Sunday, 4 September 2011

Movie Review: Boduguard: Stale Formula

The three consecutive Eid releases of films starring Salman Khan Wanted (2009), Dabangg (2010) and Bodyguard have a pattern to it. It’s a template that has finally got tiresome, the lack of creative control of the directors is certainly telling in all three instances. Khan’s introduction with exaggerated fight sequences, followed by a song visual extolling the hero, followed by a semblance of a story packed with more fight sequences and songs, the Khan shirt unravelling to profile the famous topless body and a happy villain-killing ending. While Wanted was a new experience in its presentation for the Hindi film audience, Dabangg had the spark of originality, a celebration of formula beneath its redundancy.  No such welcome escapism here.

Lovely Singh (Salman Khan) is a bodyguard. As the loose narrative unfolds, Lovely’s dad, also a bodyguard, succumbs to a road accident, while his pregnant mother is saved by a wealthy landlord Sartaj (Raj Babbar). Years later, Lovely is called by Sartaj to guard his daughter Divya (Kareena Kapoor) at her college. There is no back-story on why Sartaj or the daughter is targeted. Anyway, Lovely’s constant presence irritates Divya to such an extent; she pretends to be a girl in love with Lovely. The medium is the cell phone and an unidentifiable number. Events so unfold that Divya falls in love with Lovely, but for some unfathomable reason, she doesn’t reveal her identity. The villains are mere props, a brief but sturdy turn by Aditya Pancholi needed some space. The final thirty minutes go horribly wrong in its blending of love, betrayal and sacrifice. These parts needed flesh and reason and the script provides no explanation to the bizarre happenings.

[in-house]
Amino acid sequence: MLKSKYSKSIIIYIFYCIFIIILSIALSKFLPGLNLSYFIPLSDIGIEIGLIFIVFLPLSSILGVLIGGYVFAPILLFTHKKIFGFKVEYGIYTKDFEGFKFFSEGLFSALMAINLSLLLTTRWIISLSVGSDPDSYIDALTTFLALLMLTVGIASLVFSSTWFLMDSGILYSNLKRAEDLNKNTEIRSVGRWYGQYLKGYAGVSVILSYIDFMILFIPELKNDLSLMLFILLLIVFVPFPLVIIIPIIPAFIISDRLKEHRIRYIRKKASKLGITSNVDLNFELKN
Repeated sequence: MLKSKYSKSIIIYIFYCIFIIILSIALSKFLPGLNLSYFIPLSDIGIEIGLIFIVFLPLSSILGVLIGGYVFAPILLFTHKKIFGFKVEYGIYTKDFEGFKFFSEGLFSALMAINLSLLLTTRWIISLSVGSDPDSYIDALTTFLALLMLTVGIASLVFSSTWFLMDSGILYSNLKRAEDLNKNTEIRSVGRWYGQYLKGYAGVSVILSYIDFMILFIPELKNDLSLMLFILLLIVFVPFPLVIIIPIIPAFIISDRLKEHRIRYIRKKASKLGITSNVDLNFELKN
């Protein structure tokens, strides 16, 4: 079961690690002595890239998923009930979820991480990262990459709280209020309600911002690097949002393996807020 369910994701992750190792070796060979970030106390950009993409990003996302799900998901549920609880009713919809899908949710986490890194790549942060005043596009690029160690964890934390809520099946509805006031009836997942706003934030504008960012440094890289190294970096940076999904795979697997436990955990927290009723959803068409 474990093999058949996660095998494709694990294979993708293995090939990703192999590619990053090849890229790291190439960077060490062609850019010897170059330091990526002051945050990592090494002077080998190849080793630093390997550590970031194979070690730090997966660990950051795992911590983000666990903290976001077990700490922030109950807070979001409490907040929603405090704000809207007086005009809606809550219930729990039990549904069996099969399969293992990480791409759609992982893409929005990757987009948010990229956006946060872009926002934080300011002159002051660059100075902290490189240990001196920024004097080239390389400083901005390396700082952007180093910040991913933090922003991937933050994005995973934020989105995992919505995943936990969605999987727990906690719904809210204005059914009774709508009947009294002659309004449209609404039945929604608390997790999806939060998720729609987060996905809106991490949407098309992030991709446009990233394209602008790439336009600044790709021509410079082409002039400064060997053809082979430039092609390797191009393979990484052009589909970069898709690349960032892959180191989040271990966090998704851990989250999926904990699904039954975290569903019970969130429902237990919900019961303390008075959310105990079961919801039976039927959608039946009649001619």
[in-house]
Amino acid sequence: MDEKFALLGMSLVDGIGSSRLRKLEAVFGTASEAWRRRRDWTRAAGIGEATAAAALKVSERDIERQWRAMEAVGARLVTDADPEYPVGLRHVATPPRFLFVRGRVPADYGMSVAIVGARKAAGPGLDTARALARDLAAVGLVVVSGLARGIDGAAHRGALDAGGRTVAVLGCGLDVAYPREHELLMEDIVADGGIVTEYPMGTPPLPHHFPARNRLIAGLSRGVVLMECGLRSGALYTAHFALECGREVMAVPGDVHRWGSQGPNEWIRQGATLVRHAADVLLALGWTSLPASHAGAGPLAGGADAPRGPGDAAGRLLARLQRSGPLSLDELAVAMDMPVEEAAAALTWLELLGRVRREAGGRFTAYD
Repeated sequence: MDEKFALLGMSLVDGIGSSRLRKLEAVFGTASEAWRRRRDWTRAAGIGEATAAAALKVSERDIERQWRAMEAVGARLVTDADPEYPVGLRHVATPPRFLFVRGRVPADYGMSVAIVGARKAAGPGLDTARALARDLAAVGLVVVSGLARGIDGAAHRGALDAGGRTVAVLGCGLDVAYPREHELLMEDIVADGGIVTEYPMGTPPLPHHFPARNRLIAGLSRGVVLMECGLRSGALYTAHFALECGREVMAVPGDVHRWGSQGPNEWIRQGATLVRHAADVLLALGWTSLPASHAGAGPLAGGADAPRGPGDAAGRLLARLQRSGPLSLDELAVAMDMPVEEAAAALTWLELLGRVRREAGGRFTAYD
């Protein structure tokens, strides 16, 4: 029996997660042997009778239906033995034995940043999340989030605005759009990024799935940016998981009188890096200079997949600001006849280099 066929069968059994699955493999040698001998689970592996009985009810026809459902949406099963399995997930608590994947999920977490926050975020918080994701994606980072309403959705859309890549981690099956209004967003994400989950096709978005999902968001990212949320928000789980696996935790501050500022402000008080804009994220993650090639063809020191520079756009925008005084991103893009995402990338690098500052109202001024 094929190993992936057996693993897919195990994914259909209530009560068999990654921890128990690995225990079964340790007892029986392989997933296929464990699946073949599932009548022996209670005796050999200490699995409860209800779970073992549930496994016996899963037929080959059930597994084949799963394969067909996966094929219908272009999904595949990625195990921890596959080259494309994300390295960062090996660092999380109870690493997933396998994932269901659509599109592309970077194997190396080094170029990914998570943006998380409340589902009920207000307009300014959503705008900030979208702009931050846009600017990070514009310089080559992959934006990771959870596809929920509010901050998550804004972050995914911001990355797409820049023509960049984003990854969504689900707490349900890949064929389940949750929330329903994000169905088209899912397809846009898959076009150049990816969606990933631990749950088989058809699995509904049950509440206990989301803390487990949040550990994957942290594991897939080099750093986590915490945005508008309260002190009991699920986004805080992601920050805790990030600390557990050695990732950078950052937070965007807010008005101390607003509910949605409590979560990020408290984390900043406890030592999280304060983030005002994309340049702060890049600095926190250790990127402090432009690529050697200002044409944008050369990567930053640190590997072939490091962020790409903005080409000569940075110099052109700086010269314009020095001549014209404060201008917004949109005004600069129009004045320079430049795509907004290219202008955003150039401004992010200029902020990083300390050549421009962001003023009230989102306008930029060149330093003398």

As for Salman flying from one moving local train to another one's rooftop, his power punches and bone crunches, we have seen enough. They are like a much-repeated product advertisement, not a film. Salman is earnest, his meeting scene at the garden is one of his best acted parts. Kareena plays her part well, the weak characterisation lets her down. The supporting cast has little to do. The comic attempts are an irritant.

An obese man sports a t-shirt – SIX PACK COMING SOON. The other moment - Rahat Fateh Ali Khan lifts an average Himesh Reshammiya composition with his rendition of Teri Meri Meri Teri. Pritam’s guest composed I love you is a pleasure to listen, zestfully sung by Ash King and Clinton Cerejo.

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